Hands up, I need to declare an interest – I’m the co-author of a book that explores the why and how of what Tom would probably call ‘iPads in schools’. I prefer the term ‘mobile learning’, because that’s what it is. I also have a job with the word ‘technology’ in the title. So, there’s no need to point out to me that my view of this wood may be obscured by the large tree I’ve stood myself behind. That doesn’t, however, entirely discredit what I’m about to say.

Tom is absolutely right to call for better evidence in this area. He is correct in identifying that much that exists has been funded by those with a dog in the race. Anyone with a background in social research could pick a study at random, read it and weep tears of despair for the future of academic rigour in this field. However, there is some good, emergent work taking place (remember, the era of tablet computers ushered in by the first truly converged device of this type will only be 5 years old next month), not least a mixed-methods study being carried out across a number of the schools for whom I work.

I’ll skate past the disconnect between the claim (that 21st Century learners must have iPads) and the aims of all the research I’ve read in this area (which generally seeks to establish if teachers, pupils and parents think this is having an impact) – it is probably taken from a spoken quote by Tom rather than the luxury of the carefully constructed sentences that the writer can enjoy. I take issue, rather, with the final line: “Children don’t have the time to waste on that rubbish, especially poor children” and my issue is the casual, almost off-hand way in which Tom dismisses technology as ‘that rubbish’ without any evidence to back up this prejudice. The paucity of the research that Tom himself points to tells us that we just don’t know enough about the impact of the use of technology yet to make sweeping journalistic claims such as this. He may be right, he may be wrong. He’s in no better position to judge than my milkman. But here is Tom in a national newspaper, standing upon the accumulation of his work and status and telling the world that this is ‘rubbish’.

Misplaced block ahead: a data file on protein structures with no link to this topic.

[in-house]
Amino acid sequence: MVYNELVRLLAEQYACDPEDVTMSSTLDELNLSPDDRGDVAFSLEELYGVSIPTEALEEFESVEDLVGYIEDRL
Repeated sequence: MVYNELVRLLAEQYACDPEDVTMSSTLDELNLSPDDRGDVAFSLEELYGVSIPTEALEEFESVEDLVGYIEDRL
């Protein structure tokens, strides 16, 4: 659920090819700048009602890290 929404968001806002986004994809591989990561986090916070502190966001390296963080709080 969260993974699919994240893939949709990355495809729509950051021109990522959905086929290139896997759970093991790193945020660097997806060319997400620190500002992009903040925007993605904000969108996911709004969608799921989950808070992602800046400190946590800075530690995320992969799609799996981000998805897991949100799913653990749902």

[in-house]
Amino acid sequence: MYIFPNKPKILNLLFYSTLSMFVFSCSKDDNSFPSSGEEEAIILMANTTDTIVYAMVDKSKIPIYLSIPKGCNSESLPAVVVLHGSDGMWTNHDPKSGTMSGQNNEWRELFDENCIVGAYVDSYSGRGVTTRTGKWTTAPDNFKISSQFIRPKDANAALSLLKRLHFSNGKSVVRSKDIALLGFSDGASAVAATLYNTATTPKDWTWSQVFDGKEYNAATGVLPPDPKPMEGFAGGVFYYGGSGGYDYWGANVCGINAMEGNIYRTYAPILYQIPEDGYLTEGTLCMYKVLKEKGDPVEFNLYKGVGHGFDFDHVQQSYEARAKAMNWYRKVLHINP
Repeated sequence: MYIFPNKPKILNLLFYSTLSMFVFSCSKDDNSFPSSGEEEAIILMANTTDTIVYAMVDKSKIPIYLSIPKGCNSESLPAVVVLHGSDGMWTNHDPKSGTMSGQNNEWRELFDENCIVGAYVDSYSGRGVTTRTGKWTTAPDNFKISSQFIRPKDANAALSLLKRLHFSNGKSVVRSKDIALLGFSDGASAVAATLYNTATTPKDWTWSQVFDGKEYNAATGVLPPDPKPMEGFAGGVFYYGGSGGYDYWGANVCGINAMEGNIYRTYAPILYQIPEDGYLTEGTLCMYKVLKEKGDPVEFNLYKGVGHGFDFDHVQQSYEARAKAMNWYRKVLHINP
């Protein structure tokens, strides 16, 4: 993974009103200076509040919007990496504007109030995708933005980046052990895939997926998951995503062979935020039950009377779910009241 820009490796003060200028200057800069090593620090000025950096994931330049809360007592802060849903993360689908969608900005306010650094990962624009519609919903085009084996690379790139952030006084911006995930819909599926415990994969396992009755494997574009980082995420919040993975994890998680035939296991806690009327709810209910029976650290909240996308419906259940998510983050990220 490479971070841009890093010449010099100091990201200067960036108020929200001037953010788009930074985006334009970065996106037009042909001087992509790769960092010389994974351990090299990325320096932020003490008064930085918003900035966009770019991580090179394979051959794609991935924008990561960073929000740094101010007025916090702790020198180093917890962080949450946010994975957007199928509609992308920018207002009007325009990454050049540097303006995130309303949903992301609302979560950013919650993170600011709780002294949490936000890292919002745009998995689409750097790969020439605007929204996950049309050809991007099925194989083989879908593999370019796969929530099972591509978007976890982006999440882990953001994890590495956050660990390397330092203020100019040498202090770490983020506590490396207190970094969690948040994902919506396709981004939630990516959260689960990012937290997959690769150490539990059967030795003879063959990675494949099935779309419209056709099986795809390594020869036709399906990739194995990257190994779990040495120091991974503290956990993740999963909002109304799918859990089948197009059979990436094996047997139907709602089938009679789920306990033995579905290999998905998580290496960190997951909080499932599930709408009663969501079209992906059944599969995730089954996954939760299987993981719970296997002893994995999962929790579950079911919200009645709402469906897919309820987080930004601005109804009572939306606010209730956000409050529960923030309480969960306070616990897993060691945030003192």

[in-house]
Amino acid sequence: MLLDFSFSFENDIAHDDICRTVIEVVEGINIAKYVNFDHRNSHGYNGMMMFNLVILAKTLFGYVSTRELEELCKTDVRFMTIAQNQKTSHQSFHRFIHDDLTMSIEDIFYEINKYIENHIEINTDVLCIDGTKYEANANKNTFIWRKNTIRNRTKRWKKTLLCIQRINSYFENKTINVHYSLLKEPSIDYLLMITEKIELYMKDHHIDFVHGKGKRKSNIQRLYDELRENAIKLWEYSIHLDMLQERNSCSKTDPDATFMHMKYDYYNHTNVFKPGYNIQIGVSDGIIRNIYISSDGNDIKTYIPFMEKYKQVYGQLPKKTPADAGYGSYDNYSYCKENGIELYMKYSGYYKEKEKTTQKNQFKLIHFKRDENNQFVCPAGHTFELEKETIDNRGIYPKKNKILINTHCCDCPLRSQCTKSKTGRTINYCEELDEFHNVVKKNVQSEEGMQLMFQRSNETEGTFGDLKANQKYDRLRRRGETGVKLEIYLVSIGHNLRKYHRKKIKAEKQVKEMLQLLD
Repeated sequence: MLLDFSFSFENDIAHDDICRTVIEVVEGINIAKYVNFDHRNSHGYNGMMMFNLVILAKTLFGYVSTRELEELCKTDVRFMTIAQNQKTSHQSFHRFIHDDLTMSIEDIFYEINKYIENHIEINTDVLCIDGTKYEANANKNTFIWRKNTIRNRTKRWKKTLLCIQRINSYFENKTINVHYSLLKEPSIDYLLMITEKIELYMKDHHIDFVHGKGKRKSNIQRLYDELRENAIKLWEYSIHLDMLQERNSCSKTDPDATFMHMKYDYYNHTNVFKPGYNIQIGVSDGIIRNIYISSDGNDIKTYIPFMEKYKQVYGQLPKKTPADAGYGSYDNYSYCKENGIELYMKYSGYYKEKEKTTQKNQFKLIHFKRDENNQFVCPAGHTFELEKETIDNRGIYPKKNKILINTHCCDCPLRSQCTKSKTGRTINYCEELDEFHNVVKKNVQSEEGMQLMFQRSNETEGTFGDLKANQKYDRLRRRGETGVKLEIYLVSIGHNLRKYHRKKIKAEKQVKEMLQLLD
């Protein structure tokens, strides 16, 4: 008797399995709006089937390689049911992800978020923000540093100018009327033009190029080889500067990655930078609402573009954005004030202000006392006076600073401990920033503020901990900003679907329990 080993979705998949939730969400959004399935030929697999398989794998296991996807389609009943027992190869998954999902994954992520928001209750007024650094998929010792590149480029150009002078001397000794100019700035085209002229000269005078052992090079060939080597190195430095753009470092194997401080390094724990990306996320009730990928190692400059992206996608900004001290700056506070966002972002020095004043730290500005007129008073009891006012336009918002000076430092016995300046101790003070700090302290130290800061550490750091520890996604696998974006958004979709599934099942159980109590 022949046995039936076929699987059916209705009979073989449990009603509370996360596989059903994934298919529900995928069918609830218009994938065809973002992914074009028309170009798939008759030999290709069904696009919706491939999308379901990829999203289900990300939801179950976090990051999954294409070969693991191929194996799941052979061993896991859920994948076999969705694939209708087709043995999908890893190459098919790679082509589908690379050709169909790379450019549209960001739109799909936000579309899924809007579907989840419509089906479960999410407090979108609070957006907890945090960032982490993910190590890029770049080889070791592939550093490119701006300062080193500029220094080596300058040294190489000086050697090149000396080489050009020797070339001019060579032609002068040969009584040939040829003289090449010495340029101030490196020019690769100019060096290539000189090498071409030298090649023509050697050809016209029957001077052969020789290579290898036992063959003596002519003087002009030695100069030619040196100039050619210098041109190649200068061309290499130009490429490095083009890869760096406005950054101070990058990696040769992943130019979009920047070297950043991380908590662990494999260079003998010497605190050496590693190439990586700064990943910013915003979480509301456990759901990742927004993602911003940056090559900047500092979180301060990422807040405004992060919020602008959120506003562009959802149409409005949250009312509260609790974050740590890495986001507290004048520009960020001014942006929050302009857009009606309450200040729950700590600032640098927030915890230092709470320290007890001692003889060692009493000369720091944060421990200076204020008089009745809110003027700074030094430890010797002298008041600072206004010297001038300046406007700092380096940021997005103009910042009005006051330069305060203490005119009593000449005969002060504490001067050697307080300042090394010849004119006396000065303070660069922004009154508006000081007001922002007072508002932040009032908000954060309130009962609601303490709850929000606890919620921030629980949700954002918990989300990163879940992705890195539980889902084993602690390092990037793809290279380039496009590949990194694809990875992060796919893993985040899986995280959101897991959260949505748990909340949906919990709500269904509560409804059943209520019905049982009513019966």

This goes against the evidence-informed stance which he has done so much to push forward and, I worry, reveals rather more about his ideology than it does about his interest in understanding what works in education. One of ResearchEd’s aims is ‘To help educators become as aware as possible of significant obstacles – e.g. biases – in their own understanding of learning and education’ and I guess what I’m feeling is disillusionment that one of its champions has fallen far short.